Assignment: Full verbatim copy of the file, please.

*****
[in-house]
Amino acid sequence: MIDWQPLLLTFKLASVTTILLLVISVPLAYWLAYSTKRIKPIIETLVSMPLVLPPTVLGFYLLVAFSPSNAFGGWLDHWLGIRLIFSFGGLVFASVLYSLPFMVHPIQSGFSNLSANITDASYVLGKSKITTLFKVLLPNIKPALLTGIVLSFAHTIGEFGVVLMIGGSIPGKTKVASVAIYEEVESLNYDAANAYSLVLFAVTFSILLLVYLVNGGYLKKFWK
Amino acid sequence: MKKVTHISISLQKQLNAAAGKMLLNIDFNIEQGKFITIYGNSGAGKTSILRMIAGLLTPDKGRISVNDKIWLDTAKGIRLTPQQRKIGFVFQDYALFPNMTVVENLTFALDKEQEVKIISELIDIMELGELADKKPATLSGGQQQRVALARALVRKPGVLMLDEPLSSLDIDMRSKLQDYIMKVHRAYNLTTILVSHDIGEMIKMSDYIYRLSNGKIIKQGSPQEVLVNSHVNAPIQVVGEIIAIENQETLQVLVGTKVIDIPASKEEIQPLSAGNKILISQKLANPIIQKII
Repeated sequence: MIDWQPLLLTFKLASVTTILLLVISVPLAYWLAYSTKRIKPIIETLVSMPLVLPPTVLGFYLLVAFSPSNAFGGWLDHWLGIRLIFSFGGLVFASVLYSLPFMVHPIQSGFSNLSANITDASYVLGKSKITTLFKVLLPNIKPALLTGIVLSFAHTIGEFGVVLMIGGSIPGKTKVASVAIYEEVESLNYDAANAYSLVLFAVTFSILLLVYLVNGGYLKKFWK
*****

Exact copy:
[in-house]
Amino acid sequence: MIDWQPLLLTFKLASVTTILLLVISVPLAYWLAYSTKRIKPIIETLVSMPLVLPPTVLGFYLLVAFSPSNAFGGWLDHWLGIRLIFSFGGLVFASVLYSLPFMVHPIQSGFSNLSANITDASYVLGKSKITTLFKVLLPNIKPALLTGIVLSFAHTIGEFGVVLMIGGSIPGKTKVASVAIYEEVESLNYDAANAYSLVLFAVTFSILLLVYLVNGGYLKKFWK
Amino acid sequence: MKKVTHISISLQKQLNAAAGKMLLNIDFNIEQGKFITIYGNSGAGKTSILRMIAGLLTPDKGRISVNDKIWLDTAKGIRLTPQQRKIGFVFQDYALFPNMTVVENLTFALDKEQEVKIISELIDIMELGELADKKPATLSGGQQQRVALARALVRKPGVLMLDEPLSSLDIDMRSKLQDYIMKVHRAYNLTTILVSHDIGEMIKMSDYIYRLSNGKIIKQGSPQEVLVNSHVNAPIQVVGEIIAIENQETLQVLVGTKVIDIPASKEEIQPLSAGNKILISQKLANPIIQKII
Repeated sequence: MIDWQPLLLTFKLASVTTILLLVISVPLAYWLAYSTKRIKPIIETLVSMPLVLPPTVLGFYLLVAFSPSNAFGGWLDHWLGIRLIFSFGGLVFASVLYSLPFMVHPIQSGFSNLSANITDASYVLGKSKITTLFKVLLPNIKPALLTGIVLSFAHTIGEFGVVLMIGGSIPGKTKVASVAIYEEVESLNYDAANAYSLVLFAVTFSILLLVYLVNGGYLKKFWK